4 Tips To Help Your Child Play With Their Toys

One of the biggest questions families ask me as a paediatric speech pathologist is ‘why won’t my child play with their toys?’. This is a huge topic and one that has many answers and discussion points. So let’s grab a cuppa, settle in and look at some of the reasons why your child may be having difficulty learning to play – and most importantly, let’s look at solutions for helping your child learn to play with their toys! Let’s dive in:

Why is Play Time So Important?

We often hear that ‘play is the work of childhood’. Far more than just fun and recreation, developing play skills helps your child to explore their environment, foster their interests and build their cognitive, motor, speech, language and social skills (American Academy of Pediatrics, 2007). When your child plays, they are learning to problem solve, analyse the information available to them and build attention skills. As parents, we may expect that our children’s play skills will develop naturally without input from us but the reality is that often, we notice some or all of the following difficulties when our child plays:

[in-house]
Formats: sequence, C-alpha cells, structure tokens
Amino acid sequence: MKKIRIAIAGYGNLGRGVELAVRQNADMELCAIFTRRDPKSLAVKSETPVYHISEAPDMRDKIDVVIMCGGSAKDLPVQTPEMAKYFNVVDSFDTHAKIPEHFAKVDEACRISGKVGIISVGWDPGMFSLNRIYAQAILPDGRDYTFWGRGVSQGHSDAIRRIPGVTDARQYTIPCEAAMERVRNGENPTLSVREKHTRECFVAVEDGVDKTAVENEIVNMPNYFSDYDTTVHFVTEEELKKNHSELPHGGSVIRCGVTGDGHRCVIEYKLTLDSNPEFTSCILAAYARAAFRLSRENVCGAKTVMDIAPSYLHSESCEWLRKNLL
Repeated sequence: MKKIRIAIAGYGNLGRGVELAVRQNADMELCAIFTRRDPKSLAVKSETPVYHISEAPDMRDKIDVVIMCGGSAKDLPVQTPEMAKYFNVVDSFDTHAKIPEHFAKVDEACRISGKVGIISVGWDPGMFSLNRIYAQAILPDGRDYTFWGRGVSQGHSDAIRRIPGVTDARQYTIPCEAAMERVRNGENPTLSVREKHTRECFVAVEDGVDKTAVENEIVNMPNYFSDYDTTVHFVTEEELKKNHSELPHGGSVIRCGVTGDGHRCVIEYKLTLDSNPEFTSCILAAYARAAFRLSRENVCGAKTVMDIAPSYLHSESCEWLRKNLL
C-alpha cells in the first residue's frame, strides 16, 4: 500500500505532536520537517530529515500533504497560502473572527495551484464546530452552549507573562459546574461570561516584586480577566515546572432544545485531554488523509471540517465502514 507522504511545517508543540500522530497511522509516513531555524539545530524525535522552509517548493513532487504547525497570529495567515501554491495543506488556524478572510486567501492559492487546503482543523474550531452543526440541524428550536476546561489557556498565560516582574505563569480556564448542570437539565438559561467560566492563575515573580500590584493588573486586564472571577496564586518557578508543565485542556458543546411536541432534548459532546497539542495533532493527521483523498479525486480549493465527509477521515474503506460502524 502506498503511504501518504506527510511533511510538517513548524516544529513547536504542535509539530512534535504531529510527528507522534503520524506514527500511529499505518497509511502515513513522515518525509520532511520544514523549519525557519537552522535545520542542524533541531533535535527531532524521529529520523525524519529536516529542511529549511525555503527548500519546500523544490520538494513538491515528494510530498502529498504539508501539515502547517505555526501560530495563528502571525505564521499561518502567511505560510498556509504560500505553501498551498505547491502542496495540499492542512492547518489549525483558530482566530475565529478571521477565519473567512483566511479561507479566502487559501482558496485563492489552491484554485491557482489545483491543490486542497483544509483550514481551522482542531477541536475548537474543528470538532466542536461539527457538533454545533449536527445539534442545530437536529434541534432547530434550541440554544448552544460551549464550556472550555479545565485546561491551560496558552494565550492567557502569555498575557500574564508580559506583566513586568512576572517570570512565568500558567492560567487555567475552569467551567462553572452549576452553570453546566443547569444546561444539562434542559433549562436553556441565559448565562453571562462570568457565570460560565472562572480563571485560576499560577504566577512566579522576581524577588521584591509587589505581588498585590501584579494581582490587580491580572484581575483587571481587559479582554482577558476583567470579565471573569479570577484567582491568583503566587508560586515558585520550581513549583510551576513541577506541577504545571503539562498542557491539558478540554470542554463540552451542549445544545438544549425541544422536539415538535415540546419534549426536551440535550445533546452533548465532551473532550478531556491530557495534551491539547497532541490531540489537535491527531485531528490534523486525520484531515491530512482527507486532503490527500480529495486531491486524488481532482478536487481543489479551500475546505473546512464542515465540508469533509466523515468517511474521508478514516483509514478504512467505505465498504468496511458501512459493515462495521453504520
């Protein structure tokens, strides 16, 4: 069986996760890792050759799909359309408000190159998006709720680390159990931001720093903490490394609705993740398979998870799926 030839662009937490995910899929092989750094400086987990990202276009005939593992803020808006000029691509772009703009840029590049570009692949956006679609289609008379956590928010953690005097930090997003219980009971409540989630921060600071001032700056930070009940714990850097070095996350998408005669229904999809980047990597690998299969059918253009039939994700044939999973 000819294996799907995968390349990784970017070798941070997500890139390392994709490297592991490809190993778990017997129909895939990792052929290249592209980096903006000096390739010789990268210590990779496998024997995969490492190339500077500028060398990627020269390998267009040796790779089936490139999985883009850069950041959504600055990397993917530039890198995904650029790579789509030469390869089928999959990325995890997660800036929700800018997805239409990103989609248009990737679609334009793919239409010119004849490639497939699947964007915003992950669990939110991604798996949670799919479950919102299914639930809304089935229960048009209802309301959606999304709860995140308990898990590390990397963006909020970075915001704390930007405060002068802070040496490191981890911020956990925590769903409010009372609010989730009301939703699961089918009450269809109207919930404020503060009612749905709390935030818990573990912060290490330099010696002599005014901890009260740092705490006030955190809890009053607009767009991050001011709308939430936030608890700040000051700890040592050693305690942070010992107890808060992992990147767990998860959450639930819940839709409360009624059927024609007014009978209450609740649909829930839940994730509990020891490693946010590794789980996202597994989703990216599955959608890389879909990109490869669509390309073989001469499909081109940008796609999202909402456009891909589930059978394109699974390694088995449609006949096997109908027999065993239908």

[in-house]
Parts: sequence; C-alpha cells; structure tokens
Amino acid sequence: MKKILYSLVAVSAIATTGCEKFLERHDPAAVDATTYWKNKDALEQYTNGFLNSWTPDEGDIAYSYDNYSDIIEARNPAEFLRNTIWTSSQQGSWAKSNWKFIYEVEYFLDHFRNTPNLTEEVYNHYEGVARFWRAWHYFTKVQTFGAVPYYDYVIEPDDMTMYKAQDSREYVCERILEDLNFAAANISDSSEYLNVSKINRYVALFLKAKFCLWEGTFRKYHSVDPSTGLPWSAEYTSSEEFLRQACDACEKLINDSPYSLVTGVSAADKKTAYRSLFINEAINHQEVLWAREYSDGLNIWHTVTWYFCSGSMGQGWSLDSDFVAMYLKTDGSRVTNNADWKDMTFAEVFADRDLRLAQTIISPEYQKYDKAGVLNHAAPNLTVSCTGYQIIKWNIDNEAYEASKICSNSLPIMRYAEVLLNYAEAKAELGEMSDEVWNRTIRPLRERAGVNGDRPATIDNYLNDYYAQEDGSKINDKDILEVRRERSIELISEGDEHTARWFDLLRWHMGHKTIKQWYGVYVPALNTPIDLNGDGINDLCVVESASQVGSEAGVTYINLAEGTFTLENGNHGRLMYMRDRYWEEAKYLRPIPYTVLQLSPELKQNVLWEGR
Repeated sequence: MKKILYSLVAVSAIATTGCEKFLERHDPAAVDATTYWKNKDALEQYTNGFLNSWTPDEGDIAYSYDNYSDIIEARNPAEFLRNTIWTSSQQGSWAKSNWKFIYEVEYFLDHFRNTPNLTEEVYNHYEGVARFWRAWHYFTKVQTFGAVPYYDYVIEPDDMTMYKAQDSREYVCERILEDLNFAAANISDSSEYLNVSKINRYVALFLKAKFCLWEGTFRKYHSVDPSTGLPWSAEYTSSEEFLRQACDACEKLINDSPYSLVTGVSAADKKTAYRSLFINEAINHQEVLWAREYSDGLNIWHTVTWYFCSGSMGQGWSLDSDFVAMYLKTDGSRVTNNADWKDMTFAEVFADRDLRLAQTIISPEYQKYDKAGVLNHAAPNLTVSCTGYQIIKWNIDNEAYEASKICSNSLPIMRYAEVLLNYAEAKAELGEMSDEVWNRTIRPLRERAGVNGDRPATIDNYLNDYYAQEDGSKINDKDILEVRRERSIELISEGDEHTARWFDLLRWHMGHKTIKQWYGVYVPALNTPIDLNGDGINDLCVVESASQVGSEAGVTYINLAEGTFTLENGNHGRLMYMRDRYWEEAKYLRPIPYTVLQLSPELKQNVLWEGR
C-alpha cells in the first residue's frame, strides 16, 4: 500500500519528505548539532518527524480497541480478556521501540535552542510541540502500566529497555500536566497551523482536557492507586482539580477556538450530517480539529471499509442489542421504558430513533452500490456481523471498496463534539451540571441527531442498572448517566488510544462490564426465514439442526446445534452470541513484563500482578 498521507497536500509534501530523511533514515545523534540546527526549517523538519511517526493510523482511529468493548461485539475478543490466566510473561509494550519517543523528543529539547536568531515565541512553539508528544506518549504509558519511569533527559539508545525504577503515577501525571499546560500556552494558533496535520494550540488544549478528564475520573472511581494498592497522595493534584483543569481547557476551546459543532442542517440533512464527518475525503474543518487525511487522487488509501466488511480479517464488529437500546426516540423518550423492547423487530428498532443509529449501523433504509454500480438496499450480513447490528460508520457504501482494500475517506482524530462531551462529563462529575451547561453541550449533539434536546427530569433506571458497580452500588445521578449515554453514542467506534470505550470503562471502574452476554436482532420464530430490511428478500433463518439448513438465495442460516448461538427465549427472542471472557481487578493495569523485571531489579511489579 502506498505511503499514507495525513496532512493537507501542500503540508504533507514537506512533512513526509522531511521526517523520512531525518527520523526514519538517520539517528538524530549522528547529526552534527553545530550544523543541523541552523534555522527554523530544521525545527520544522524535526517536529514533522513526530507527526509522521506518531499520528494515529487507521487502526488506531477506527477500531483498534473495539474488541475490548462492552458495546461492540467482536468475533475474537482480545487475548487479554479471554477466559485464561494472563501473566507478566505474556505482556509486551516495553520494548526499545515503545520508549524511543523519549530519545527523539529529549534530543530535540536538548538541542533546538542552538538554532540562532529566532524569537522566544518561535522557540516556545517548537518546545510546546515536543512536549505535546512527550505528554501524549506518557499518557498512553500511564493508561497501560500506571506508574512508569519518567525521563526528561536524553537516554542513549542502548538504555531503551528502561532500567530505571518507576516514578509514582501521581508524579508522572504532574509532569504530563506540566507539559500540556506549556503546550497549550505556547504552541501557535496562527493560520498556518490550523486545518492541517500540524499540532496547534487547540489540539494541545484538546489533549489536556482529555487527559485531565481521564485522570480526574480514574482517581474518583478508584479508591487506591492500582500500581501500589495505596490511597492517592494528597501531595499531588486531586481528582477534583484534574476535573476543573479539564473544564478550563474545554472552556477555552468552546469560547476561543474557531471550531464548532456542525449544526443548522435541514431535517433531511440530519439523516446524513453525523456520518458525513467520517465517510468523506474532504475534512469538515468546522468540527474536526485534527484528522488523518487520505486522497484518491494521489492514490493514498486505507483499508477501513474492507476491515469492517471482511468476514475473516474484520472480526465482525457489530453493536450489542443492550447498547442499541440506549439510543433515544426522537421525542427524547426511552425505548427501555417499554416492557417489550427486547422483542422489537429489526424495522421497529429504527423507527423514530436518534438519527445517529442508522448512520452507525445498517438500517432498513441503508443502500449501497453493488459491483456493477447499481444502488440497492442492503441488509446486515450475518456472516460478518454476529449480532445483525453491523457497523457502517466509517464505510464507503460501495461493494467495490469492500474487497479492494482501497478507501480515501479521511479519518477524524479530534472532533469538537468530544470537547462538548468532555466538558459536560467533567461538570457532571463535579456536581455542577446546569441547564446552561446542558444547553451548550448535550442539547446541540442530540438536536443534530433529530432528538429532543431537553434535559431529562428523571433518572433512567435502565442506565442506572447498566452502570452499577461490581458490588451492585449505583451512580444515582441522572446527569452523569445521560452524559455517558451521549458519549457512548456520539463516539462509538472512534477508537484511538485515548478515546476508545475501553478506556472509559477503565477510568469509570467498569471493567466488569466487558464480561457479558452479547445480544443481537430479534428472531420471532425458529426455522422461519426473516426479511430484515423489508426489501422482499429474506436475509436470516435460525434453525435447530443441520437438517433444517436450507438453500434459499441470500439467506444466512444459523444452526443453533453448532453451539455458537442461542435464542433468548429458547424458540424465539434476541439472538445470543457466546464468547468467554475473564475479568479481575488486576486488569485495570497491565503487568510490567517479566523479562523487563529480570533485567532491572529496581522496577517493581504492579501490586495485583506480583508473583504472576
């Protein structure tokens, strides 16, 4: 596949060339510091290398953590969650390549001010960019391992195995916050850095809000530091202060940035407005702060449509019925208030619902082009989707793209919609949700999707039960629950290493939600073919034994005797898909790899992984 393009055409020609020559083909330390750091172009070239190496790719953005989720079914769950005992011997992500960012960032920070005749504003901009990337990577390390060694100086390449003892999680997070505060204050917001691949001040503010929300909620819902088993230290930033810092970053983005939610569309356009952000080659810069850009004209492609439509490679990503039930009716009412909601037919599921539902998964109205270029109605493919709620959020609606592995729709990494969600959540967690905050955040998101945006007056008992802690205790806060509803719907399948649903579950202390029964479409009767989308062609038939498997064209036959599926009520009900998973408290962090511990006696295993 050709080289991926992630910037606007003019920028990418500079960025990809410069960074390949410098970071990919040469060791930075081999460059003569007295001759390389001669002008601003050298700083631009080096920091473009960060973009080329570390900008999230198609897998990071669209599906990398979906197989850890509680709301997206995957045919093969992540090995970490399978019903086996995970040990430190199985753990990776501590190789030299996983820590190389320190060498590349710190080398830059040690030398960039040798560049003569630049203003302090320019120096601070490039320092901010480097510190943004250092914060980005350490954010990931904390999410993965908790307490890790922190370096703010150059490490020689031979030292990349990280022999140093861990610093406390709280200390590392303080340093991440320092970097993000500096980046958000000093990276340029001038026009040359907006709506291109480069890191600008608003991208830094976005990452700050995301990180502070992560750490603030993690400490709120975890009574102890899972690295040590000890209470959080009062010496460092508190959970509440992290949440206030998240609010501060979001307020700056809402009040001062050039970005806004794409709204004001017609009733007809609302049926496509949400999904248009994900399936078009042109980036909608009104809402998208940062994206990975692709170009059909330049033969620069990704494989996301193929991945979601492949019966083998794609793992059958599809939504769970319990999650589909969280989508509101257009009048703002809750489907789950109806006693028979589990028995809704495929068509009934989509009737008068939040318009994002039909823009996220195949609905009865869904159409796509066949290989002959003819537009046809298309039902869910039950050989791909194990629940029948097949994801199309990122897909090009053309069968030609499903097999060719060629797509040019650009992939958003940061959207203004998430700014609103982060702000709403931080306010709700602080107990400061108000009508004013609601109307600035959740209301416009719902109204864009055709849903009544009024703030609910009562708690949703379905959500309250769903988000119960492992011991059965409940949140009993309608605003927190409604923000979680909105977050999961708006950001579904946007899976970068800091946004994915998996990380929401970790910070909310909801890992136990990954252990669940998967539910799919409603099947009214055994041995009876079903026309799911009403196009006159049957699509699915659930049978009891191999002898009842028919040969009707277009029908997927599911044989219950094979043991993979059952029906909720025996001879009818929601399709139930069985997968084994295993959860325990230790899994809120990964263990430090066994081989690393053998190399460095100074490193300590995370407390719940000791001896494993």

Does any of the following sound familiar?

* You spend hours on the internet researching ‘what toys will help my child’ and constantly buy new toys to spark your child’s interest but haven’t been successful?
* Your child/student will look at a toy for a few moments but will quickly lose interest and move onto something else?
* Your child’s play space looks like a hideous bomb site at the end of the day?
* Your child has limited expressive vocabulary and you don’t know how to add words their world?
* You plan exciting, interesting and engaging sessions for your students or clients but find they only remain on the activity for a couple of minutes?

If any of the above sounds familiar, then you are not alone. The reality is that there are several reasons why kiddies may have difficulty developing their play skills and therefore, difficulty playing with toys.